To Implement Change, Healthcare Executives Must First Lead with Intent
Leadership is a choice. It takes a purpose-driven, passionate and forward-thinking leader to truly embrace the multi-faceted role of inspiring, guiding and being responsible for ensuring the safety of a healthcare workforce and its patients. In leading by example, he or she is held accountable for implementing a path of improvement, setting new standards while upholding core values, and inspiring a workforce that ensures patients are receiving high-quality care around-the-clock.
“When we lead, we accept responsibility for these goals. When we lead with intent, we commit to act and to take a stand to advance our work and honor our values,” writes Deborah Bowen, President and CEO of ACHE. In “Leading with Intent,” Bowen explains that leaders are united by a shared sense of purpose, which she describes as, “a strong and clear answer to the question: Why do we do this work? Healthcare leaders choose their profession because they care deeply about making a difference and improving health. It is their calling.”
To lead effectively, lead deliberately
An exemplary healthcare leader will pursue continuing education in order to adapt to change, take advantage of new tools, gain insight from clinicians and patients, and form strong, strategic partnerships. ACHE has a strong history of leading, and Bowen explains that the key to effective leadership is taking an intentional approach. She writes that the most effective leaders are “active, facilitate momentum and take intentional steps to make a difference in the areas that matter to them. They are focused on what they do and say and on how they model the behaviors they seek. For them, leadership is a choice. At ACHE, we call this ‘leading with intent.’”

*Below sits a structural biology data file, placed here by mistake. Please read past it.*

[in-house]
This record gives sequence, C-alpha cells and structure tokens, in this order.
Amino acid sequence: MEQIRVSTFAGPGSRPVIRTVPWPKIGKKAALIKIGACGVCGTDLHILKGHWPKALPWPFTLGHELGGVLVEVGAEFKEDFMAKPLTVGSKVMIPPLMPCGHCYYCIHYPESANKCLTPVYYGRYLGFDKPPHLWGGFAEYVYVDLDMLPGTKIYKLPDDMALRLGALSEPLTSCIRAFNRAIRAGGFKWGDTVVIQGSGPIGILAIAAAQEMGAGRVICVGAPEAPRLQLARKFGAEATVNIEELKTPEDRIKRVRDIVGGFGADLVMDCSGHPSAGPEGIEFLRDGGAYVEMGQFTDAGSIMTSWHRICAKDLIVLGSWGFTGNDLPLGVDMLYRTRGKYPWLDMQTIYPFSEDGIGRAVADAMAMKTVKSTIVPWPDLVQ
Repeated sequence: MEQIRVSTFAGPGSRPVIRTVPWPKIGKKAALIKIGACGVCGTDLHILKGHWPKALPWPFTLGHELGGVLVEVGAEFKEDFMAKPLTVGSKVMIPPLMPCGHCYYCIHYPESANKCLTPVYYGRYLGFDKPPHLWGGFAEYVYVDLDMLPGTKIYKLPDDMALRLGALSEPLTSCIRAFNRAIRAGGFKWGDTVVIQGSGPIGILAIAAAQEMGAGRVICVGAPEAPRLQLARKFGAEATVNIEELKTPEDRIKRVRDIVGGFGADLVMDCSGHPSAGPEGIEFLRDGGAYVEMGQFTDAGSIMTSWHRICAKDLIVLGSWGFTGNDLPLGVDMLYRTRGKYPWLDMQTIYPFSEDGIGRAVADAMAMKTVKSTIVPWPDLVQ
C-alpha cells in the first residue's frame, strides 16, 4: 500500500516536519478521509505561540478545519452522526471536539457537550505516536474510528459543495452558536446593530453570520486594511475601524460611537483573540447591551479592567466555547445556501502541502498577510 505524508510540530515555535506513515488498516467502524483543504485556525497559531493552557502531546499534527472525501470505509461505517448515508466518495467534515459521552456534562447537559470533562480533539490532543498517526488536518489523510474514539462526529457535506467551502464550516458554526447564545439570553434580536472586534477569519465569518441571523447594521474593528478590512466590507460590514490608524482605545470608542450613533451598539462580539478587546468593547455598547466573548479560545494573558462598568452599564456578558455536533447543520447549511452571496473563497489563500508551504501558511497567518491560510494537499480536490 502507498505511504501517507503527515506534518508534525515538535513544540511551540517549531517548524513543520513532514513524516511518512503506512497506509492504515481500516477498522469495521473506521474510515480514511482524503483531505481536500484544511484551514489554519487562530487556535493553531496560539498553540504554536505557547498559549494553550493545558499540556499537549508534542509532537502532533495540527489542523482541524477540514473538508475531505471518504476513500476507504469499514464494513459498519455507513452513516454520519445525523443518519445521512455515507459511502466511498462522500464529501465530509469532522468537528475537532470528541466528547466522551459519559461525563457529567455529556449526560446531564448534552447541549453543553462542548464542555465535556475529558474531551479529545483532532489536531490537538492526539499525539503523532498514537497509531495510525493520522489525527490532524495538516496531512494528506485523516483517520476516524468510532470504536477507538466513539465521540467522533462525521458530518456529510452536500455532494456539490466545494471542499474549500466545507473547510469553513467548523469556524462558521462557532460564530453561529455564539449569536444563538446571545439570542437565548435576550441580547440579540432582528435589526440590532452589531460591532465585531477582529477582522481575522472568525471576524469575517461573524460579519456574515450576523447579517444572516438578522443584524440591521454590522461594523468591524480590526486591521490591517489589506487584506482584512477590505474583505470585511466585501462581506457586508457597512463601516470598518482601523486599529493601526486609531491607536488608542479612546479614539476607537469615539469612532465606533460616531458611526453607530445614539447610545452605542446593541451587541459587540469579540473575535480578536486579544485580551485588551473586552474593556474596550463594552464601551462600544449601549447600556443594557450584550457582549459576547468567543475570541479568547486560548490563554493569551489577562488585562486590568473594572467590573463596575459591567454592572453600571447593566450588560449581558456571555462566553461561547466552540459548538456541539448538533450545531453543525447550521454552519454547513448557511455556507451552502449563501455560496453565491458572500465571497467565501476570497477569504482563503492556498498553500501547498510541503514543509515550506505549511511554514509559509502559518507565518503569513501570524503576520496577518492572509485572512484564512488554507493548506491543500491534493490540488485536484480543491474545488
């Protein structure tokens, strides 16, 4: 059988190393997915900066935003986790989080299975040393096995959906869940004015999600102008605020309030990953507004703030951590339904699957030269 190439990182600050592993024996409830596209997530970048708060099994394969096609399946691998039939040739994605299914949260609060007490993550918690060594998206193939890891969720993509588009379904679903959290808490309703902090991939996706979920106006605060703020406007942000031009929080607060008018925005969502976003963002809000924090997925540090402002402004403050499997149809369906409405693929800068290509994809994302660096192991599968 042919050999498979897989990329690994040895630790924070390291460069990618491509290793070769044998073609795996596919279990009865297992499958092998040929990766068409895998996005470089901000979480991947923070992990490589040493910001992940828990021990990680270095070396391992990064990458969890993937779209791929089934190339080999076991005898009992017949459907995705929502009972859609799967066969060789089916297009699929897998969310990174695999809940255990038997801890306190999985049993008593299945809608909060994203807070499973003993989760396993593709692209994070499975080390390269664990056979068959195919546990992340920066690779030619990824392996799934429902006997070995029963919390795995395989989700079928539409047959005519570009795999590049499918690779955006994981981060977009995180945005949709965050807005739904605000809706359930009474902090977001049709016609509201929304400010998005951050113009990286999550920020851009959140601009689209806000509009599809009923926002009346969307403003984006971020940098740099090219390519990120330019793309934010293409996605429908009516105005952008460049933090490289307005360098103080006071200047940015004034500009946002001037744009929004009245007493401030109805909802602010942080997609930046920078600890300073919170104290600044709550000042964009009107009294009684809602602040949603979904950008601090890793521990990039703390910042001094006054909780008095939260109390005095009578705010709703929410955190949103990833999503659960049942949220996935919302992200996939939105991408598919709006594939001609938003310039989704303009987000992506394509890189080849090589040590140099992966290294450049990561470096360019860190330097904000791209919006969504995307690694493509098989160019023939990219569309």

To master the art of leading with intent, you must first clarify your purpose, solidify what you stand for and take action. To meet the goal of delivering high-quality care, it’s crucial for leaders to create the momentum to implement a system that reinforces advancing safe, effective and efficient healthcare.
Merging skill and will to lead with intent
‘Leading with intent’ requires a marriage of skill and will, according to Bowen, who adds, “It is dynamic, adaptive leadership that does not occur by happenstance. It requires us to be grounded in our core tenets and values yet nimble and able to adapt to new situations, contexts and environments to effect meaningful change.”
“Leadership is fundamental to developing and – more importantly – sustaining a culture of safety, but there is a real need for practical knowledge around how to lead and sustain culture change,” Bowen writes. She explains that ACHE’s partnership with the National Patient Safety Foundation on developing Leading a Culture of Safety: A Blueprint for Success helps create tactical plans for identifying areas of improvement for healthcare leaders while also providing operationalized solutions “that will make a meaningful difference inside healthcare organizations and – ultimately – for patients.”